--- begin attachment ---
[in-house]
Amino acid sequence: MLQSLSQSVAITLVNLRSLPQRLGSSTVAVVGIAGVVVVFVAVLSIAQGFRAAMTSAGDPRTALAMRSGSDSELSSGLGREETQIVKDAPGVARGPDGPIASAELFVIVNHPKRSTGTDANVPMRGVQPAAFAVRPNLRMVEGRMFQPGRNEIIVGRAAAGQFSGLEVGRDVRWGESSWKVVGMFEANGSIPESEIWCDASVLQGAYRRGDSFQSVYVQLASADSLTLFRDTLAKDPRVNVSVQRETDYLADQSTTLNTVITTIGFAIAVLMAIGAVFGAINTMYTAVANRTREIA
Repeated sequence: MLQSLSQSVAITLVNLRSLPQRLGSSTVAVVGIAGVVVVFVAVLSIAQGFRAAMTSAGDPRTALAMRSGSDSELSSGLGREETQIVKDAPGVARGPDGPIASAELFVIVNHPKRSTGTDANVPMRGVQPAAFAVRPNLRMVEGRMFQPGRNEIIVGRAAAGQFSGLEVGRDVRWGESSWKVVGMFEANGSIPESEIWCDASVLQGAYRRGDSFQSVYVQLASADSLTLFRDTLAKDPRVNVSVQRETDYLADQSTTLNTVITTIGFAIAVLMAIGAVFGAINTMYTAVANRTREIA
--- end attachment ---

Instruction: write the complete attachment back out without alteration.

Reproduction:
[in-house]
Amino acid sequence: MLQSLSQSVAITLVNLRSLPQRLGSSTVAVVGIAGVVVVFVAVLSIAQGFRAAMTSAGDPRTALAMRSGSDSELSSGLGREETQIVKDAPGVARGPDGPIASAELFVIVNHPKRSTGTDANVPMRGVQPAAFAVRPNLRMVEGRMFQPGRNEIIVGRAAAGQFSGLEVGRDVRWGESSWKVVGMFEANGSIPESEIWCDASVLQGAYRRGDSFQSVYVQLASADSLTLFRDTLAKDPRVNVSVQRETDYLADQSTTLNTVITTIGFAIAVLMAIGAVFGAINTMYTAVANRTREIA
Repeated sequence: MLQSLSQSVAITLVNLRSLPQRLGSSTVAVVGIAGVVVVFVAVLSIAQGFRAAMTSAGDPRTALAMRSGSDSELSSGLGREETQIVKDAPGVARGPDGPIASAELFVIVNHPKRSTGTDANVPMRGVQPAAFAVRPNLRMVEGRMFQPGRNEIIVGRAAAGQFSGLEVGRDVRWGESSWKVVGMFEANGSIPESEIWCDASVLQGAYRRGDSFQSVYVQLASADSLTLFRDTLAKDPRVNVSVQRETDYLADQSTTLNTVITTIGFAIAVLMAIGAVFGAINTMYTAVANRTREIA